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  • Writer's picturePhilip Anthony

Has my time passed? (Is it too late for me?)

Over the last few days I've asked myself this question over and over again; concerning music, career, ministry, and life in general. I know that sounds bleak but the truth is, when I was younger, I remember feeling unique in my gifts and talents; particularly in communicating the gospel to my peers through rap. Back in the day, rapping on behalf of the Kingdom of God wasn't an option, it was a necessity. If I didn't do it, who would? Looking back, I figured that rap would provide a career in ministry that would validate and support my need to press on and "fight the good fight" through hip hop.

Fast's been over 10 years. Hip hop fads have come and gone. CHH (Christian Hip Hop) has been elevated to a new plateau to where artists are seemingly better than ever before and the internet has also made it easier for artists to be heard, which mitigates the prior excuse, "There are no good Christian hip hop artists". That one excuse kept me and my crew relevant in our hometown back in the day. Now, our "competition" is right in our backyard via Rapzilla, Soundcloud, Dat Piff, etc....

No more exclusivity; no more uniqueness; no guaranteed that this will materialize into a lasting career. What's the point? I mean, really?

After Lecrae's "Anomaly” became the number 1 album in the country in 2014, elevating CHH to a height it had not previously experienced, the ambition to "become the best" started to dwindle as we cheered on our much more successful counterparts. What's the aim now? What's the goal? "Christians can rap well?" The world knows that now. "We believe in the Bible and have been transformed by its worldview and thus rap from that perspective?" Check! How about, "It's possible to build a successful career in the music industry and still maintain a Christian worldview?" Oh yea, they know it's possible. So why continue to do it?

I recently watched my favorite rap group, Cross Movement, at the Legacy conference via FB Live and noticed something that I had not noticed before. Yes, I had memorized practically all of their songs from listening to their albums back to back but it wasn't until I checked out their reunion concert that I realized their focus has always been on what is eternal and never on what is temporal. From Heaven's Mentality to HIStory, the primary focus has always been on a Supernatural God and the work of His Son. This is the reason they were able to rap songs written and performed 20+ years ago and the lyrics remain as true today as they did in the past. I remember loving that about them when I was younger, although I had not identified it as such. I recall rapping from that perspective and acknowledging its superiority over the temporal songs that I heard on mainstream radio.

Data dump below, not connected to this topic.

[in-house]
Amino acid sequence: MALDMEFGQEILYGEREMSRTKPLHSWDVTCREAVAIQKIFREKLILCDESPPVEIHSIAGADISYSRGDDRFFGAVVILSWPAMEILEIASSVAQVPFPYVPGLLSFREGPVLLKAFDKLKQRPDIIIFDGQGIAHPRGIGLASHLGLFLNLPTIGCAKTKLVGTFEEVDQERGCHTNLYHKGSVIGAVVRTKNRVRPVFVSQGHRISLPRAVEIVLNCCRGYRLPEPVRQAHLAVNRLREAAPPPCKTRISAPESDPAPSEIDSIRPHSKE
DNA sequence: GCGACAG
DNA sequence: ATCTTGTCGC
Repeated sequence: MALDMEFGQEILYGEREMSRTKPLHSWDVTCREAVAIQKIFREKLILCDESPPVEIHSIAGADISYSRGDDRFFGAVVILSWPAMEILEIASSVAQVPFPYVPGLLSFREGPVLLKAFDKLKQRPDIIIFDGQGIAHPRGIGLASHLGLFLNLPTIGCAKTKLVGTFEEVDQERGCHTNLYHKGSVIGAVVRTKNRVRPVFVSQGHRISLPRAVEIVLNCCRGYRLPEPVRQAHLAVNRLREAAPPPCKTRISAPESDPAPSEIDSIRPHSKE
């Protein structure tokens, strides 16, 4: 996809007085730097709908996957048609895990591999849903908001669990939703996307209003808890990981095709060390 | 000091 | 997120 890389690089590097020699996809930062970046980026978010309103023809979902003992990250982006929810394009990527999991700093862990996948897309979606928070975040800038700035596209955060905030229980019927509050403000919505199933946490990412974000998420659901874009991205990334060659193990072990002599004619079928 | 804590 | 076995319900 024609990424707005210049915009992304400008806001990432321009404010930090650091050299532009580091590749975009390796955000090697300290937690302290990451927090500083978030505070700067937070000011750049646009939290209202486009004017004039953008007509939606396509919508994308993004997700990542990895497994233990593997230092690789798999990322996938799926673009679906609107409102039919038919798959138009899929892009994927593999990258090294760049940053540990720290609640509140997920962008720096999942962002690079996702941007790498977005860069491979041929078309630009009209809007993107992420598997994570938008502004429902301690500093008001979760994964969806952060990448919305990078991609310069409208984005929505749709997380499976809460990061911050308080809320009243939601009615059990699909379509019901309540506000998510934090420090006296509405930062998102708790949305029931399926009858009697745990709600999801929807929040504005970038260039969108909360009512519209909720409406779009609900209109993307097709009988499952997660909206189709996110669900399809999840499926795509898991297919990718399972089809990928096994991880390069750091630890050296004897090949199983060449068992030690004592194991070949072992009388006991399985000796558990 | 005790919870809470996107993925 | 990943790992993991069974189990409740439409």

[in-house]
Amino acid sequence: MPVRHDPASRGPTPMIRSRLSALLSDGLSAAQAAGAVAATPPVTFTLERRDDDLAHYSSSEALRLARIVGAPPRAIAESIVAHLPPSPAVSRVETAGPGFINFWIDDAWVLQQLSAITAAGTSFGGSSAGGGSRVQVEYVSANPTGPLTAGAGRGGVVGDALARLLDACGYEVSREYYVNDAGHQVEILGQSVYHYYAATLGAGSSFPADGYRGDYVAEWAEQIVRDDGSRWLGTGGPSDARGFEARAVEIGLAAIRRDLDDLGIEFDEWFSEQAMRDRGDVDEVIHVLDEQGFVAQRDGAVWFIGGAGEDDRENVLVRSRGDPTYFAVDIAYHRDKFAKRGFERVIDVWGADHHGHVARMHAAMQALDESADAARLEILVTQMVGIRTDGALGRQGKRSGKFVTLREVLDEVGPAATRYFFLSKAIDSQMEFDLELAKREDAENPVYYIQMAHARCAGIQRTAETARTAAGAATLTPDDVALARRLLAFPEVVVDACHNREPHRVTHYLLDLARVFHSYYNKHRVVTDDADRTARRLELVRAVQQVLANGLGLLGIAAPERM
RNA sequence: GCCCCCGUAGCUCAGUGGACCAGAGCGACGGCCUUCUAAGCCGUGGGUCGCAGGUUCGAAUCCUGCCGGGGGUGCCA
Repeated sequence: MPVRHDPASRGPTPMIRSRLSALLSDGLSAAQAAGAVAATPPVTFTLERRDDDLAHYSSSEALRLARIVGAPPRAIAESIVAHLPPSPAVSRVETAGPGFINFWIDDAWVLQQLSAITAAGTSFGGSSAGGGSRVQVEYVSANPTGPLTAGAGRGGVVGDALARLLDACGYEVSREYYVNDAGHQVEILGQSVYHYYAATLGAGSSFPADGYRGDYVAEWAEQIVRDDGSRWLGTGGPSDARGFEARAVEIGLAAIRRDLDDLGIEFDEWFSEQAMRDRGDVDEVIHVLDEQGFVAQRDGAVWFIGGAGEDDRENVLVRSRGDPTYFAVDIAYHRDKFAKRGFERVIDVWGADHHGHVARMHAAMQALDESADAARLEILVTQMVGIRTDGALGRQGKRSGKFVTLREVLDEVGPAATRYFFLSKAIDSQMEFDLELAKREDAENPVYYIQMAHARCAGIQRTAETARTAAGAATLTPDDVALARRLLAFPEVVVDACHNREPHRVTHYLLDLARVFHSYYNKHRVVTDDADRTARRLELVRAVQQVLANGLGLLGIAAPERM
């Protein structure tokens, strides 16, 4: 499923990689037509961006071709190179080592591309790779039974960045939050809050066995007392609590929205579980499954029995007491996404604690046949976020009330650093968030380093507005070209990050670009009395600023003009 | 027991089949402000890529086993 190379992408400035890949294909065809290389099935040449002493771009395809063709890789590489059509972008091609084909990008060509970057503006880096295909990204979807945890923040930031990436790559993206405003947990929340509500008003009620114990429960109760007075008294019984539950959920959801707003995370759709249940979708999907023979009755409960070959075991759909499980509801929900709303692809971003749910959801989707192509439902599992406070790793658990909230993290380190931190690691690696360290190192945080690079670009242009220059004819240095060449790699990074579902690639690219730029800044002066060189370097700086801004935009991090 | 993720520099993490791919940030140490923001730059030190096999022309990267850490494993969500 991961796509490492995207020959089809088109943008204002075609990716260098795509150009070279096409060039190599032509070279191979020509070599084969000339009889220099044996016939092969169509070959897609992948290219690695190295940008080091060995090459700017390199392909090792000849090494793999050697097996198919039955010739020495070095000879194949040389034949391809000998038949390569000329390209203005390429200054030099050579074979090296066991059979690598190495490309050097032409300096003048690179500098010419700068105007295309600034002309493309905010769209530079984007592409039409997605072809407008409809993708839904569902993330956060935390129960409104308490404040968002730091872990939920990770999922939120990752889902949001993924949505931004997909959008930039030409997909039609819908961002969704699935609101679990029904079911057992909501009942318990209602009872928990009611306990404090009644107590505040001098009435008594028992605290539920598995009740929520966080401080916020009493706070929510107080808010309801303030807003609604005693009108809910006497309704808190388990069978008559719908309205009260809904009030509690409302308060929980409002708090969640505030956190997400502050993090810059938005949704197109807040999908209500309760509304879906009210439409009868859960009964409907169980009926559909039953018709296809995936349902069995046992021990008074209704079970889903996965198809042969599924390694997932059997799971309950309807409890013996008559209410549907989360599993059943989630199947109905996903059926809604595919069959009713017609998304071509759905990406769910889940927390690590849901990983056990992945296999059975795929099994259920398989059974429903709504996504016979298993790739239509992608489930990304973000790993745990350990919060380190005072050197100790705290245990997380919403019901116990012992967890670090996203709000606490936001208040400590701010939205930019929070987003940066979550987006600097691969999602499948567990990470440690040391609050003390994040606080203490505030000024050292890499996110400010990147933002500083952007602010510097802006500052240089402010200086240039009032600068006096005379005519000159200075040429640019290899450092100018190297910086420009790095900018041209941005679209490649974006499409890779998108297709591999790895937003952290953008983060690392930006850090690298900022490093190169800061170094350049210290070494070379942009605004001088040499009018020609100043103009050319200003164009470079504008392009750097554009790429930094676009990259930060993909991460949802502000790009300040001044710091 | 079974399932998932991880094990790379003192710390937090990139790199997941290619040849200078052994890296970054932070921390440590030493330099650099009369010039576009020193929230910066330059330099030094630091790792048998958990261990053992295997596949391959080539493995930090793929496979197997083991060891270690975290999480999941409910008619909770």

Had I lost my focus? Had I become the type of rapper that only focuses on the things of this earth like: career, likes, replays, retweets, shares, sales, respect, and prestige? True, I rapped about God and His kingdom but from what perspective? One that expressed I wanted my reward now (here on earth) or one that expressed my belief that my true reward is in heaven?

I recall noticing when the flavor of CHH had shifted (in my humble opinion) as impactful groups such as The Cross Movement had been seemingly copied so often by others that the mentality and perspective started to feel unoriginal and unauthentic. In hip hop that's a sign that we have to take a new approach to express the same idea. Also, as the culture evolved stylistically, it appeared that our overall message was slightly changing as well. The focus was shifting more towards earthly things like social issues, injustices, past worldly experiences, honoring our spouses, etc…. (Not bad messages by any means). Obviously, this was not to water down our message, but to relate to either the listener who may not had been interested in our heavenly hope or to the listener who heard plenty of theology rap and was interested in hearing songs that helped him apply his theology into everyday situations. Either way, in my effort to accommodate my listeners, I believe my passion and enthusiasm for spiritual and heavenly things had diminished. Ever since this discovery, my prayer and fight became to get my heavenly focus BACK!

It's exciting because I believe that it is God's grace that has helped me identify this opportunity. My current desire is to seek God more fervently and dive into His word as He reveals its treasures. The sheer joy that I get from Him inspires me to share those treasures with others...even through rap! In this light, it doesn't matter if rap pays the bills or leads to a grand stage or tour; or if I'm categorized amongst thousands of artists writing and performing the same types of songs. What matters is my faithfulness and joy in the Lord's calling and mission. Even if I'm never successful in the eyes of this world, I know where my true reward lies.

There's nothing wrong with discussing social or conscious issues in rap. We are not of this world although we live in it. My prayer is as I'm discussing these trivial topics pertaining to this temporary time here on earth, I do not forget that my ultimate focus needs to be on the life after.

Colossians 3:2 Set your minds on things that are above, not on things that are on earth.

-PhilipAnthony (Dat Phella)



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